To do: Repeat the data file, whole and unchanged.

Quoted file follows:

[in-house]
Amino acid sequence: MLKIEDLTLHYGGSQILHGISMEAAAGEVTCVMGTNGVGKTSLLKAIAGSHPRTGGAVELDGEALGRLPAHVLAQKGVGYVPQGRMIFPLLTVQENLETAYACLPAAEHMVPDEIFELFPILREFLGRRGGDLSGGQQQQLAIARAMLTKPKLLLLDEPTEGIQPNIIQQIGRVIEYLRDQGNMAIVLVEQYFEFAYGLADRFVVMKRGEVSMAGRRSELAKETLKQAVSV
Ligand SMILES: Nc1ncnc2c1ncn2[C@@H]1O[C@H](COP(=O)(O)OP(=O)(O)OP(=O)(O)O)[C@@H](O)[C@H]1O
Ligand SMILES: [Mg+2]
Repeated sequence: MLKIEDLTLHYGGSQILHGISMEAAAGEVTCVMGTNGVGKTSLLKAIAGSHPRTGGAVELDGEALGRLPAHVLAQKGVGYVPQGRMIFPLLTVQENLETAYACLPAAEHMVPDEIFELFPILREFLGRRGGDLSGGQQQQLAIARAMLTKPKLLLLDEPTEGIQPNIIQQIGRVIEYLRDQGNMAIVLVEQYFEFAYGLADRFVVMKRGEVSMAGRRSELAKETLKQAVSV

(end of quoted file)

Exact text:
[in-house]
Amino acid sequence: MLKIEDLTLHYGGSQILHGISMEAAAGEVTCVMGTNGVGKTSLLKAIAGSHPRTGGAVELDGEALGRLPAHVLAQKGVGYVPQGRMIFPLLTVQENLETAYACLPAAEHMVPDEIFELFPILREFLGRRGGDLSGGQQQQLAIARAMLTKPKLLLLDEPTEGIQPNIIQQIGRVIEYLRDQGNMAIVLVEQYFEFAYGLADRFVVMKRGEVSMAGRRSELAKETLKQAVSV
Ligand SMILES: Nc1ncnc2c1ncn2[C@@H]1O[C@H](COP(=O)(O)OP(=O)(O)OP(=O)(O)O)[C@@H](O)[C@H]1O
Ligand SMILES: [Mg+2]
Repeated sequence: MLKIEDLTLHYGGSQILHGISMEAAAGEVTCVMGTNGVGKTSLLKAIAGSHPRTGGAVELDGEALGRLPAHVLAQKGVGYVPQGRMIFPLLTVQENLETAYACLPAAEHMVPDEIFELFPILREFLGRRGGDLSGGQQQQLAIARAMLTKPKLLLLDEPTEGIQPNIIQQIGRVIEYLRDQGNMAIVLVEQYFEFAYGLADRFVVMKRGEVSMAGRRSELAKETLKQAVSV